February 28, 2007
Few events in Ottawa have attracted such a phalanx of human-rights activists rubbing shoulders with Muslim glitterati. Imam Aly Hindi chatted with Stephane Dion and Michael Ignatieff while Jack Layton and Alexa McDonough mingled with the mosque establishment. The occasion was the event honoring Maher Arar and his wife Monia Mazigh.
On Feb. 14, speaker after speaker spoke about the courage of Mazigh and the injustice inflicted on Arar. They also denounced the continued detention of Egyptians Mahmoud Jabalah, and Hasan
Mrie under Canada's security certificates.
From what we know today, there is no doubt that Maher Arar and Monia Mazigh stand out as the quintessential symbols for the fight for individual freedom, human rights and due process.
However, there was something eerily wrong about the speeches that evening. It was not what was being said, but rather, what was left unsaid that was cause for concern.
Maher Arar was arrested in the United States and illegally deported to Syria for one reason only: His constitutional and human rights as a Canadian citizen were not upheld by the Americans. He was tortured because he was suspected of being a member of al-Qaeda.
In Ottawa on Feb. 14, politicians apologized to one Arab Canadian who had suffered torture, while another Arab Canadian was enduring a similar experience in Egypt. As our politicians denounced the confessions forced out of Arar under duress,
another Canadian Arab was going through a similar ordeal. But not one speaker that night made mention of this Canadian languishing in an Egyptian prison. It wasn't as if they didn't know about this new victim of torture: Newspapers had the story on their front page for some time.
Thirty-one-year-old Mohamed Essam Ghoneim el-Attar was arrested as he flew into Cairo from Canada on Jan. 1. Authorities in Egypt claim el-Attar had confessed he was an Israeli spy working for the Mossad in Toronto.
El-Attar may or may not be an Israeli spy, but the fact remains he is an Arab Canadian, just like Maher Arar, who has "confessed" to a crime, just like Maher Arar, likely after being tortured, just like Maher Arar.
"Is el-Attar being ignored by
Canadian Islamic groups because
he is a gay Arab
There is, however, one distinct difference between Maher Arar and Mohammed el-Attar. El-Attar fled Egypt to escape persecution from family, friends and society at large, because he was gay. For being homosexual, he was disowned by his own relatives. His gayness had ostensibly brought shame and disgrace to the family's supposed good name.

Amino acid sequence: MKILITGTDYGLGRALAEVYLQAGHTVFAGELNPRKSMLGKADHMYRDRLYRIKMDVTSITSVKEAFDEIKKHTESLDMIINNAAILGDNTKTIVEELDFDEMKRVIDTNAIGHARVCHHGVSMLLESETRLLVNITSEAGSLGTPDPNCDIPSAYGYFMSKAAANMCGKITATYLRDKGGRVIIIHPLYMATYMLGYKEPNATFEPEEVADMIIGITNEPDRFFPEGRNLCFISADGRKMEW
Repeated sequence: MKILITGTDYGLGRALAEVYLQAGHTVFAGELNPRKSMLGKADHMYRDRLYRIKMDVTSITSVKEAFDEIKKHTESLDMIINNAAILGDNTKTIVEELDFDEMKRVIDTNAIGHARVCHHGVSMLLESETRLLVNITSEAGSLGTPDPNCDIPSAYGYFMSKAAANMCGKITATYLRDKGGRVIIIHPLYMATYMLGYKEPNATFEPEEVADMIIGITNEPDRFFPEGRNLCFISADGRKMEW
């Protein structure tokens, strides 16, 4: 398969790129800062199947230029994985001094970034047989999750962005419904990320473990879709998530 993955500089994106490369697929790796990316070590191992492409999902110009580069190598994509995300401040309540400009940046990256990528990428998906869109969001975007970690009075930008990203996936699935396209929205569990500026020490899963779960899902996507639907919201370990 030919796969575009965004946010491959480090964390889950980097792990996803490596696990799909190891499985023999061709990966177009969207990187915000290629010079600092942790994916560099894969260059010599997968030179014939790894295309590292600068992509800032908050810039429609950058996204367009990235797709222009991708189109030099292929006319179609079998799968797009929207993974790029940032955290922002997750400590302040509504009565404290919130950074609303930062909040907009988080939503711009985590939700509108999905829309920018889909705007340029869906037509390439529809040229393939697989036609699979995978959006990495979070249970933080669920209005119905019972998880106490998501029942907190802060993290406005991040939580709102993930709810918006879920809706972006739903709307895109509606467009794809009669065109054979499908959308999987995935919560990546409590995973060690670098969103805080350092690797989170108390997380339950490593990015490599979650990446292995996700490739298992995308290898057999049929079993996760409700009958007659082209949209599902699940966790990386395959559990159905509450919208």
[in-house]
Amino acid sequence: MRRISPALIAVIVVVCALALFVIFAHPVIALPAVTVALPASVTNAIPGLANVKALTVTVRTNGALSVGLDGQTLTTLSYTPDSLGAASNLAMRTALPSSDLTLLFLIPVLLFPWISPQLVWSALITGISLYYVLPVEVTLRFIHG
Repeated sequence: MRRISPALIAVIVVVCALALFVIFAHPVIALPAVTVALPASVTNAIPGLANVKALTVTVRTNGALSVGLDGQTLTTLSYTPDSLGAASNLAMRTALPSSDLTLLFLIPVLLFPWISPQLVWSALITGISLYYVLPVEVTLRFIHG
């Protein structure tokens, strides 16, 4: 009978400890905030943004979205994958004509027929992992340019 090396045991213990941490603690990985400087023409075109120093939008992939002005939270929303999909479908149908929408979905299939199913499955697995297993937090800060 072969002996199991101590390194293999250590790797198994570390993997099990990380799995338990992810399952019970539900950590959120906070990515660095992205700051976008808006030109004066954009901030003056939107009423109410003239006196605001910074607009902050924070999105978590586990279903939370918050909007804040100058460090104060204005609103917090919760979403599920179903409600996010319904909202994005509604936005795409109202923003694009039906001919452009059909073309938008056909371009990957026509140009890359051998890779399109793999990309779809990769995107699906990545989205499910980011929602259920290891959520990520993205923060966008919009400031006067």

Only someone from the Arab world can understand what a gay man experiences inside prison walls. It is puzzling: Why did Arar choose not to utter a single word demanding the freedom of a fellow Arab Canadian who was going through the same travails he underwent in a Syrian jail?
Reports from Cairo have quoted experts on the Egyptian justice system as saying el- Attar's confession, while being held incommunicado for more than six weeks at an unknown location, should be treated with extreme scepticism.
"If you want me to be
frank, 95% of the confessions extracted by Egyptian police are false. The defendants are forced into signing them, and there's only one way of getting them to sign. You hang the suspects up, and you beat the hell out of them," says Mahmoud Qatari, a retired police brigadier-general.
Maher Arar was not alone in the conspicuous silence that descended on the politicians and human rights activists on Feb. 14. Amnesty International was there; so was the Canadian Labour Congress. Both said nothing. The Egyptian Muslim Brotherhood's followers in Canada at the Islamic Circle of North America, and the Muslim Association of Canada, had sponsored the event; but they too chose to stay mum, despite the fact Brotherhood members fill up thousands of jail cells in Egypt.
I wrote to the Canadian Islamic Congress, the Canadian Arab Federation, CAIR-Canada and Professor Tyseer Abol Nasser, who chairs the so-called Canadian Muslim Network and
was master of ceremonies, asking them why they had not raised the case of Mohammed el- Attar. Not one of them had an answer.
Is it because El-Attar had "confessed" to being an Israeli spy? Or was el-Attar ignored by the Islamic groups because he is a gay Arab man?
The saddest thing about the event is the fact that both Arar and his wife failed their first big test as self-professed human rights activists.
- Tarek Fatah is founder of the Muslim Canadian Congress and author of Chasing a Mirage: An Islamic State or a State of Islam, to be published by John Wiley & Sons in 2008.